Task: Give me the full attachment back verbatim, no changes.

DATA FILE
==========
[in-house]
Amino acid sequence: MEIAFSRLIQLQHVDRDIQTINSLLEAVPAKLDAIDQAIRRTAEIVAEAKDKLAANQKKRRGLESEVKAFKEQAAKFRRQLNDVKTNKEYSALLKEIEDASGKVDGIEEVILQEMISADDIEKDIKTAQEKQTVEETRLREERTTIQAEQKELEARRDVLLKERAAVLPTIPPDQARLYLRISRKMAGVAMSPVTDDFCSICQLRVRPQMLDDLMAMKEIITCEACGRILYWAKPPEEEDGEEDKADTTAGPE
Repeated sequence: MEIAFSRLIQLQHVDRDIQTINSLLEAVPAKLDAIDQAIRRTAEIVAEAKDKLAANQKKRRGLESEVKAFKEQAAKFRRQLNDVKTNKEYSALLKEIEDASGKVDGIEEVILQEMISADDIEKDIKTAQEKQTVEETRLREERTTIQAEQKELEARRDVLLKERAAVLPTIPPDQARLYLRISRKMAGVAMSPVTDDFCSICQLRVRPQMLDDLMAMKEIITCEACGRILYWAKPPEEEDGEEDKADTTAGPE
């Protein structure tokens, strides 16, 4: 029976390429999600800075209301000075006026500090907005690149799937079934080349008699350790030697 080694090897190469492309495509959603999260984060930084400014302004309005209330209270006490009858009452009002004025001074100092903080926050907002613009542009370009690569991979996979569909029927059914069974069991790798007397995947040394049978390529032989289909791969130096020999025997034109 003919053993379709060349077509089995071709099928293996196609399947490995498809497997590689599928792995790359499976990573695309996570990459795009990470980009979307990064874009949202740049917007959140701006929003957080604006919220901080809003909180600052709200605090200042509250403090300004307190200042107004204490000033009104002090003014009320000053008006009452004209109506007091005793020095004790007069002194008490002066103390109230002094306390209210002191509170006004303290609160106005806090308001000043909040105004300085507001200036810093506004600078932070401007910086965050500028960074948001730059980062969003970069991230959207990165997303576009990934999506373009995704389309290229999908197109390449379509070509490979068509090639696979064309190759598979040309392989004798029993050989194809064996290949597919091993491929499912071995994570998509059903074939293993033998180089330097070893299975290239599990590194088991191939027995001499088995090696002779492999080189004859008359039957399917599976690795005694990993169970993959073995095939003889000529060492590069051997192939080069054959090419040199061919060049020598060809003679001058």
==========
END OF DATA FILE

[in-house]
Amino acid sequence: MEIAFSRLIQLQHVDRDIQTINSLLEAVPAKLDAIDQAIRRTAEIVAEAKDKLAANQKKRRGLESEVKAFKEQAAKFRRQLNDVKTNKEYSALLKEIEDASGKVDGIEEVILQEMISADDIEKDIKTAQEKQTVEETRLREERTTIQAEQKELEARRDVLLKERAAVLPTIPPDQARLYLRISRKMAGVAMSPVTDDFCSICQLRVRPQMLDDLMAMKEIITCEACGRILYWAKPPEEEDGEEDKADTTAGPE
Repeated sequence: MEIAFSRLIQLQHVDRDIQTINSLLEAVPAKLDAIDQAIRRTAEIVAEAKDKLAANQKKRRGLESEVKAFKEQAAKFRRQLNDVKTNKEYSALLKEIEDASGKVDGIEEVILQEMISADDIEKDIKTAQEKQTVEETRLREERTTIQAEQKELEARRDVLLKERAAVLPTIPPDQARLYLRISRKMAGVAMSPVTDDFCSICQLRVRPQMLDDLMAMKEIITCEACGRILYWAKPPEEEDGEEDKADTTAGPE
């Protein structure tokens, strides 16, 4: 029976390429999600800075209301000075006026500090907005690149799937079934080349008699350790030697 080694090897190469492309495509959603999260984060930084400014302004309005209330209270006490009858009452009002004025001074100092903080926050907002613009542009370009690569991979996979569909029927059914069974069991790798007397995947040394049978390529032989289909791969130096020999025997034109 003919053993379709060349077509089995071709099928293996196609399947490995498809497997590689599928792995790359499976990573695309996570990459795009990470980009979307990064874009949202740049917007959140701006929003957080604006919220901080809003909180600052709200605090200042509250403090300004307190200042107004204490000033009104002090003014009320000053008006009452004209109506007091005793020095004790007069002194008490002066103390109230002094306390209210002191509170006004303290609160106005806090308001000043909040105004300085507001200036810093506004600078932070401007910086965050500028960074948001730059980062969003970069991230959207990165997303576009990934999506373009995704389309290229999908197109390449379509070509490979068509090639696979064309190759598979040309392989004798029993050989194809064996290949597919091993491929499912071995994570998509059903074939293993033998180089330097070893299975290239599990590194088991191939027995001499088995090696002779492999080189004859008359039957399917599976690795005694990993169970993959073995095939003889000529060492590069051997192939080069054959090419040199061919060049020598060809003679001058």